@fireblade, that Internet of Things security problem is a very tough one!
The design of ACME is focused around the PKI problem of proving associations between cryptographic keys and names; every cert that Let’s Encrypt issues using ACME contains a list of subject names and also a subject public key, and the point of the certificate is to say that the certificate authority has confirmed that it’s OK to use a particular subject public key when talking to someone who uses one of those subject names. For example, Let’s Encrypt issued one certificate, using ACME, that says that it’s OK to use the RSA public key (
bc6a865c19c03c9316b06c48a2a9bc56f4e1a6707c2120e4c8cb61548c57ed262f922518291440ba636779f9880351a8e66bfeb165eb97798ecadde356475c0b8ed8970bc3446843589d5e3b3e36db6182ecebab0cdccba22e1000a8fbf10d98eae309ea31ba3d9cd6cd333025d3e2b16ae0f93d69d02aba06461bba6792b9dde2c14834fbb6b04b769de58fc8dd56d60234a498bc83c4c6fdcef377b294fb61c9a68c52e6cdadb3005299a7ad4da06cbfbad0c0fc8de0e3b476e4ec805e4ac602ac136eeae5dfbe88a9d12eb38226308d1dc529c9051ce9d1affa8b6ba8e0406b1bf14011e87e07e527229f36e00725a6640d127db402ed9120aa26d1ba282d) when talking to someone using the name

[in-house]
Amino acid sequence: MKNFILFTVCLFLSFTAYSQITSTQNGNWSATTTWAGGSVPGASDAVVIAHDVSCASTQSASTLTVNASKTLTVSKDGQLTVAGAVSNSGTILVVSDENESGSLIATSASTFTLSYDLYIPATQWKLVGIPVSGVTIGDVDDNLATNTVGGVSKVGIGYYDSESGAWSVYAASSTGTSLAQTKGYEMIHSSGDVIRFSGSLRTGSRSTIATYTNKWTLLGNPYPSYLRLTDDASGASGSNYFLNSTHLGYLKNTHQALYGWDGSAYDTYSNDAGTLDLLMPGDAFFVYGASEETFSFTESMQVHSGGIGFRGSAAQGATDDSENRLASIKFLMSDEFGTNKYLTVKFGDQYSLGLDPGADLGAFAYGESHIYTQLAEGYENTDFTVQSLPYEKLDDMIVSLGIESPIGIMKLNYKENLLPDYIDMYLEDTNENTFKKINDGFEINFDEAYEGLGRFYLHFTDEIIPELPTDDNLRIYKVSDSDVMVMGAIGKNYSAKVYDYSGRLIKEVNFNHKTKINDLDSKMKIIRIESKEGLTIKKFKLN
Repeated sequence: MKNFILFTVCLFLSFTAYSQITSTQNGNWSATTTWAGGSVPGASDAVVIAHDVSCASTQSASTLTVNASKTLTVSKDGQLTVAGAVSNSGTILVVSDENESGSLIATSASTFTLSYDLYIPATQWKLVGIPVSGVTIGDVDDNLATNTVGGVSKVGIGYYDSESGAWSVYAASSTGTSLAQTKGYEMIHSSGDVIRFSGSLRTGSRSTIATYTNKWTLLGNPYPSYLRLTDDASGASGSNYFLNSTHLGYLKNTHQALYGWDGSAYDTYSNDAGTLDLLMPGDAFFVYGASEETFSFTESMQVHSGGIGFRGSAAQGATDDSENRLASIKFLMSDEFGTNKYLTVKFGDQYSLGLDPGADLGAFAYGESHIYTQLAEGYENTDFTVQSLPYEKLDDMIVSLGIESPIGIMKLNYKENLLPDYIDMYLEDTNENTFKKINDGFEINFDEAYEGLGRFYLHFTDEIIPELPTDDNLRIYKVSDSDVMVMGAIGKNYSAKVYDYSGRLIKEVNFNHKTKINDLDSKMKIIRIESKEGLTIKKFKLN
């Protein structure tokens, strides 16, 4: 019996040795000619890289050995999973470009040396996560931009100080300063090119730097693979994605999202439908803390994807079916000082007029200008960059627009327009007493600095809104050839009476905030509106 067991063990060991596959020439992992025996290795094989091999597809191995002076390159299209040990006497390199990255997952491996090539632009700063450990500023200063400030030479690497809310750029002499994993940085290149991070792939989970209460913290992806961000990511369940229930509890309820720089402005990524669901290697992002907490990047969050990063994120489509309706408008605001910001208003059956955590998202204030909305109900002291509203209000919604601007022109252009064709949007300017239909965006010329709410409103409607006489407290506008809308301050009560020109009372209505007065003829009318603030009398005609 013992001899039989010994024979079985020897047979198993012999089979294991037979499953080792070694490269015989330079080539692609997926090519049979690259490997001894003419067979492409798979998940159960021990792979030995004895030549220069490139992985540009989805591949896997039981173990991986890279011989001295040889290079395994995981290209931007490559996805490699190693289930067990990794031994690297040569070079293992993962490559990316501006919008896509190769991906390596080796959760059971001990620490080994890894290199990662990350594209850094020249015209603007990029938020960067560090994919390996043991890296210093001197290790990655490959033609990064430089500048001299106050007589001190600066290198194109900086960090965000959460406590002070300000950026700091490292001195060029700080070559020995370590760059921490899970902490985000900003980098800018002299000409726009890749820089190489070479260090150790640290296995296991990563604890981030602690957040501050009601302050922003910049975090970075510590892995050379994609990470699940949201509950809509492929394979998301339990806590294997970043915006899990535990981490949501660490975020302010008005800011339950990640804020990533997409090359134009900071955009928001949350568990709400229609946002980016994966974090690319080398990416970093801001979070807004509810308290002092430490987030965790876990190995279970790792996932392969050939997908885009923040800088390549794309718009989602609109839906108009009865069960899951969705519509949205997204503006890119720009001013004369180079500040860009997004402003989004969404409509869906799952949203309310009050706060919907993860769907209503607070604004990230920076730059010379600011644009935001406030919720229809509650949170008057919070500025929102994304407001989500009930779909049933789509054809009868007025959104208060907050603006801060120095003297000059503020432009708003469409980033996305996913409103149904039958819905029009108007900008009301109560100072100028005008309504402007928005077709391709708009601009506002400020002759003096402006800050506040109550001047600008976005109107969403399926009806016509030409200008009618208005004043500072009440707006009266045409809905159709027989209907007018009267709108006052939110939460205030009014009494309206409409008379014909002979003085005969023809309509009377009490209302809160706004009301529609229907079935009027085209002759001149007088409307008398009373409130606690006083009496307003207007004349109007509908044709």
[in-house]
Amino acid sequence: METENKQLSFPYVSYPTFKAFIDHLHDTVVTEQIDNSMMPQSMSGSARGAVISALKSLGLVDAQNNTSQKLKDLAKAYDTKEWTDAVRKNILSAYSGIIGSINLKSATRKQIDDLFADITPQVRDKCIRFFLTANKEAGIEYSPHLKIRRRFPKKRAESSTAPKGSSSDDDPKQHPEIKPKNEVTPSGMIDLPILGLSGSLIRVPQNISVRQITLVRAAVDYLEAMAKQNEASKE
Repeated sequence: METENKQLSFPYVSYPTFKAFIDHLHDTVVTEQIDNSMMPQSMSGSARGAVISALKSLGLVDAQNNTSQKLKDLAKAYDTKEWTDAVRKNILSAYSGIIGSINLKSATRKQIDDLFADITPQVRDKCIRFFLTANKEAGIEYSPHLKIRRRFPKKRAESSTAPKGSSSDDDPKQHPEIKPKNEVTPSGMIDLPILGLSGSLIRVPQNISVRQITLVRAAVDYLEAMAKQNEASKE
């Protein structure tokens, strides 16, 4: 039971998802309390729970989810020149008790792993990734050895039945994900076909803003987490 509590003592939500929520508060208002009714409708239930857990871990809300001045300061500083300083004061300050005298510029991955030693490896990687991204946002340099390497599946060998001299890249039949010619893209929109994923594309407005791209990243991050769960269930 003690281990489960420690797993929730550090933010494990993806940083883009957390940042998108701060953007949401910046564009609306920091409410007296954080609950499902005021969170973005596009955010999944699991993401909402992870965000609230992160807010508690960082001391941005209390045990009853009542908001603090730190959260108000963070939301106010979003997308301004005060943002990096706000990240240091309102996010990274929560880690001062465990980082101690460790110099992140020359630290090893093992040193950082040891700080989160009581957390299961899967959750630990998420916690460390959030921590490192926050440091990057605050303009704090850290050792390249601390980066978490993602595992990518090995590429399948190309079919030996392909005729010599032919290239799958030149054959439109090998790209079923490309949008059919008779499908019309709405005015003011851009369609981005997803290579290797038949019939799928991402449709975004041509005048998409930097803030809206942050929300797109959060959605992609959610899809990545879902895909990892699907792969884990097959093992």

ACME itself consists mostly of mechanisms that certificate authorities can issue to requesters in order to try to satisfy themselves that ① the requesters actually want to associate particular cryptographic keys with particular names, and ② the requesters actually control those names. This is what we call domain validation.
So, that’s what our technology can do. To apply it in another context, you need to figure out whether there are names that could be associated with cryptographic keys, how entities can figure out what those names mean, and how they can figure out who is entitled to use them.